Miriam Boral wrote:

> I'm the sole tech writer for a very small company, but we have a
> large suite of documentation. I'm beginning to teach myself
> structured Frame both because I feel it's the way of the future (and
> therefore worth learning) and also to explore how it might (or might
> not) be beneficial to the company I work for. I'm interested in
> hearing from others about their experience working with it and how
> they feel it benefits their work.

In all likelihood it will be beneficial to the company that you work for,
as XML provides access to the data that your company does not currently
have. If they can't leverage from it, it will be for one of two reasons -
they're either not trying hard enough, or the data that you're providing
them with is inadequate for their purposes.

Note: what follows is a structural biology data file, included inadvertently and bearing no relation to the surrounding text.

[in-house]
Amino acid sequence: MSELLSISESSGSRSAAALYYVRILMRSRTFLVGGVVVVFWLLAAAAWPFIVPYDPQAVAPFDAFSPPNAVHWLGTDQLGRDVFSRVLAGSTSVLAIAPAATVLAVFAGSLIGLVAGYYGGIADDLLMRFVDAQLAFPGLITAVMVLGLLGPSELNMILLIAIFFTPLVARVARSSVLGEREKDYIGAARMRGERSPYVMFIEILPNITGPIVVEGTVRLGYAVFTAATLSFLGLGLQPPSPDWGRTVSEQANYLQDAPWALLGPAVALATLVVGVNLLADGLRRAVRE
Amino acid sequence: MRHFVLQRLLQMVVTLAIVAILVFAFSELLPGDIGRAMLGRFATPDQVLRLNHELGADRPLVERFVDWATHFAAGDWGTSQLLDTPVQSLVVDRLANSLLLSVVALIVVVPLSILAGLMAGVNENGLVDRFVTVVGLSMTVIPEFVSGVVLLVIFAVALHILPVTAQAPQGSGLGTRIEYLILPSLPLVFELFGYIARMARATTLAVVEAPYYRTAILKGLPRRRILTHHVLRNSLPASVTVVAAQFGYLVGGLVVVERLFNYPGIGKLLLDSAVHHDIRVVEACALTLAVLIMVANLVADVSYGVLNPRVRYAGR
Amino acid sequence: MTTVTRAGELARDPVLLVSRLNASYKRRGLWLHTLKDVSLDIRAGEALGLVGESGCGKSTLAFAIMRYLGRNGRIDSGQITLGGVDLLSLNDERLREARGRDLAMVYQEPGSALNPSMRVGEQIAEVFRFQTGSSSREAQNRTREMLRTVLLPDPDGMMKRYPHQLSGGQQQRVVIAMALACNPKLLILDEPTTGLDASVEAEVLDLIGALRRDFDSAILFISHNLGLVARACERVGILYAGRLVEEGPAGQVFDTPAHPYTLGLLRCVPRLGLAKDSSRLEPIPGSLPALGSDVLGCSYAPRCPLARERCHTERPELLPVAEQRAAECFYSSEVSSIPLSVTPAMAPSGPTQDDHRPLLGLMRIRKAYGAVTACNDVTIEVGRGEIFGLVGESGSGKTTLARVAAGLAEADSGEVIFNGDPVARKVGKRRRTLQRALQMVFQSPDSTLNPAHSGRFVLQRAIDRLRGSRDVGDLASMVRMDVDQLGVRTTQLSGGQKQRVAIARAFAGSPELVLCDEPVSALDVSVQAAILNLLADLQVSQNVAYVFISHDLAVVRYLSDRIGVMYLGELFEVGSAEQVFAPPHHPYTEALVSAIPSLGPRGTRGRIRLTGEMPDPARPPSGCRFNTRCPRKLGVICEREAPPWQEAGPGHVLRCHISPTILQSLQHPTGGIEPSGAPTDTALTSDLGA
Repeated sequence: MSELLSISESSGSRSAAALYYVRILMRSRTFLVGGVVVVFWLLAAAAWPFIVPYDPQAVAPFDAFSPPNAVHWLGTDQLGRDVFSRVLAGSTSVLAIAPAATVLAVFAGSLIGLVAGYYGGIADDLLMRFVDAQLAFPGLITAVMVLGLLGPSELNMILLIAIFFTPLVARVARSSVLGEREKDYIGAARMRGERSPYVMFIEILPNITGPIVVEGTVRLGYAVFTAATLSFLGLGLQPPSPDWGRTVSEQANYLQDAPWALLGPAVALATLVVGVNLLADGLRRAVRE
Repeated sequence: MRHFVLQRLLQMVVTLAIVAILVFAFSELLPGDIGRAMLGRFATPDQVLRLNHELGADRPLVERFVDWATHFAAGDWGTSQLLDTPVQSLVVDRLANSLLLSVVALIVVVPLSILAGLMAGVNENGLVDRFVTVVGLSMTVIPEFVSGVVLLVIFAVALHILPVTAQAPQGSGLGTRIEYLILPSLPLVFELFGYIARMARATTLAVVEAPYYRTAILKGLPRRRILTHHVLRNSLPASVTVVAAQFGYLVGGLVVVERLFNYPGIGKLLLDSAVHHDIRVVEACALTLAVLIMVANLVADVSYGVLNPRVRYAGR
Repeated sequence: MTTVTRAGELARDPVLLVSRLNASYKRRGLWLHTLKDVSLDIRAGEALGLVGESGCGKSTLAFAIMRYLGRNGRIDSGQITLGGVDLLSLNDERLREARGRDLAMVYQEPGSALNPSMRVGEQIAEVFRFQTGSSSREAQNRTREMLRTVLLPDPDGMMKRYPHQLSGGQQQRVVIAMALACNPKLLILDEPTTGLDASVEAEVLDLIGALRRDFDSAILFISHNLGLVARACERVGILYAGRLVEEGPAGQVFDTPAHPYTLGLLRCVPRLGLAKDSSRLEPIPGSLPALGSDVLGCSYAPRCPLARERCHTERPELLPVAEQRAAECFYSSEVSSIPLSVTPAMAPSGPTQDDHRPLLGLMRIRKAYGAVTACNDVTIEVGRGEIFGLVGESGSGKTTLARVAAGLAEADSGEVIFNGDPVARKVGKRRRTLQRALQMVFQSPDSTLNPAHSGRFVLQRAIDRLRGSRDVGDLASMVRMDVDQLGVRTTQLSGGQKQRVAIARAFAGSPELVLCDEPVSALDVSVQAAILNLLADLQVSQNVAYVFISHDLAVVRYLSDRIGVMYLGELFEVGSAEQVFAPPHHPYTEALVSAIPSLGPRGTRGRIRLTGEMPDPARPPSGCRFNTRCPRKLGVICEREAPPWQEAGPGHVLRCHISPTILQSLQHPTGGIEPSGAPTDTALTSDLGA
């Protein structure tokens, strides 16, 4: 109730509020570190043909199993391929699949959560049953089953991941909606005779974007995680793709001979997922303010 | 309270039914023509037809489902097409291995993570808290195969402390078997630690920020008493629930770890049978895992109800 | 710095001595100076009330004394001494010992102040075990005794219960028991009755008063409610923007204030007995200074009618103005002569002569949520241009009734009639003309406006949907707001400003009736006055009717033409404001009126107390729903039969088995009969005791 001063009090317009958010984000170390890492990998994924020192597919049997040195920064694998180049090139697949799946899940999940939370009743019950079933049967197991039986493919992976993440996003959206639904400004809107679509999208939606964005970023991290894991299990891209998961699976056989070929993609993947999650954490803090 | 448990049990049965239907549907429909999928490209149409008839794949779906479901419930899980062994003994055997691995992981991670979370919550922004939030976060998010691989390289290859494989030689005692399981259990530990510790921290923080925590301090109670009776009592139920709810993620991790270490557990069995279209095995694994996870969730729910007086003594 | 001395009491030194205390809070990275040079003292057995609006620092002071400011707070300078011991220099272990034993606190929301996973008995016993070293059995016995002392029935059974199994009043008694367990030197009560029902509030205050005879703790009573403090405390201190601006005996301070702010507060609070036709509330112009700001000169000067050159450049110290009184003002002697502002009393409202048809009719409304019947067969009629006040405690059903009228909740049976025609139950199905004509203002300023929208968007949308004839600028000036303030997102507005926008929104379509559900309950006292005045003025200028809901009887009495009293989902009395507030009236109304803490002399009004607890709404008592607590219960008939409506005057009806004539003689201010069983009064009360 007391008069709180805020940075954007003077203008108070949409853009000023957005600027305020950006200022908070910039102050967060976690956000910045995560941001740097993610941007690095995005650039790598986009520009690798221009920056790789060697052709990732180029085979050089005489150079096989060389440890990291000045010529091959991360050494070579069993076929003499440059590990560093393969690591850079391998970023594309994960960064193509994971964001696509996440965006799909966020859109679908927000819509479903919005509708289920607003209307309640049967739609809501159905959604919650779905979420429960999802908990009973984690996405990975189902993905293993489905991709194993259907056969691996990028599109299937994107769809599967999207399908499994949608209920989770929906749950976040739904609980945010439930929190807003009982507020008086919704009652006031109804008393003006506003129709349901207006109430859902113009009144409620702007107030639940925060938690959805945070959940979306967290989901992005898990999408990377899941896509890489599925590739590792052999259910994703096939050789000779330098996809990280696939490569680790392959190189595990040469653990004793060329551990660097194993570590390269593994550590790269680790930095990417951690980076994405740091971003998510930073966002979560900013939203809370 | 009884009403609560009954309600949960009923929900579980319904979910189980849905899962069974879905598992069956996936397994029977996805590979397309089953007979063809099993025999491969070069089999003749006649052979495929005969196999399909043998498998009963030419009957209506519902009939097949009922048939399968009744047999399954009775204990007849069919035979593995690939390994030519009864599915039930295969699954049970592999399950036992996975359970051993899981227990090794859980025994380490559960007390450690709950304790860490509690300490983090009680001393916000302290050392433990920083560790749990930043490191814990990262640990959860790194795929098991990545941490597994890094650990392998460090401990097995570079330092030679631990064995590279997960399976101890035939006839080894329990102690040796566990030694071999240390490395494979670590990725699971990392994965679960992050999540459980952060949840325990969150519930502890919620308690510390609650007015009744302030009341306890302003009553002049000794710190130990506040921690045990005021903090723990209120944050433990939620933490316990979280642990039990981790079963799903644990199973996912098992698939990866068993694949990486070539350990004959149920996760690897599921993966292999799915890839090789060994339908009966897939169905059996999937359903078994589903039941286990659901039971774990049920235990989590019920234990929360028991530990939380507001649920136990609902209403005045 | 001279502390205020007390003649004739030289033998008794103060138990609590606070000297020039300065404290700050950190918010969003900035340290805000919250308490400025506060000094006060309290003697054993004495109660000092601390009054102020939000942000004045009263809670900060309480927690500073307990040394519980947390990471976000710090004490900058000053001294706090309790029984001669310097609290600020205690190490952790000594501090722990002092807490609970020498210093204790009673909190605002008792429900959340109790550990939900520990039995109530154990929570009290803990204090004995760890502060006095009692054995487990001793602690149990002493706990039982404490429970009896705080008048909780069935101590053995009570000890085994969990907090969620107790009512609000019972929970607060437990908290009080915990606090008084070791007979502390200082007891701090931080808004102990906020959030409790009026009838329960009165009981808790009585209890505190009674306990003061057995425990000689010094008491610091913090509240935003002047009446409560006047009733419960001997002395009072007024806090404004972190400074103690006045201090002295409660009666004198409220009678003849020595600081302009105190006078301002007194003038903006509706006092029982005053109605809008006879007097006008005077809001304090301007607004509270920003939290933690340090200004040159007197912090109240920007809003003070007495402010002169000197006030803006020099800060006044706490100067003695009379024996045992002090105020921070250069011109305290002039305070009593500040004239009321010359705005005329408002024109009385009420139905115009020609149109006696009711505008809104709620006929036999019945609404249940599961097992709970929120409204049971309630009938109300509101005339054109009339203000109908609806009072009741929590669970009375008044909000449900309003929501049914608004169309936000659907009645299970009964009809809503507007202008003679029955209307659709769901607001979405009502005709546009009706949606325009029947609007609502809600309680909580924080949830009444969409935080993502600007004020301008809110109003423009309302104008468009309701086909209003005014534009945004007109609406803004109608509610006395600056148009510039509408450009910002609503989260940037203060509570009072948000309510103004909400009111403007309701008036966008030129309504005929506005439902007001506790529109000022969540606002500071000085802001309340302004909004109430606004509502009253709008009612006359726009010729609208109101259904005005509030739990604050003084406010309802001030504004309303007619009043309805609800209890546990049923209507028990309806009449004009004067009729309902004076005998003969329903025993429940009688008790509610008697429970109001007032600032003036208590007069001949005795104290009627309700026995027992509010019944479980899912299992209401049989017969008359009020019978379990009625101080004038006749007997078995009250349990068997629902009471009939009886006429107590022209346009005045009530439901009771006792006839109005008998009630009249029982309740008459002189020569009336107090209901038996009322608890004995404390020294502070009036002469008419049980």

Your interests are aligned with those of the company - if you wish to
learn about doing structure well, you need to provide the company with
something that works. That means analyzing dataflows and developing plans
for the broad and long term use of information within the company.
Developing structures that make it easy or interesting to author good
hardcopy will probably fall well short of what could be accomplished.
Without meaning any disrespect, you probably would benefit from getting a
consultant in to help. Money spent now may prevent you from wasting a lot
of time later.

Disclaimer - among other things I'm a consultant, but my company hasn't
done a FrameMaker project for a couple of years at least. The principles
apply no matter what the application.


Marcus Carr

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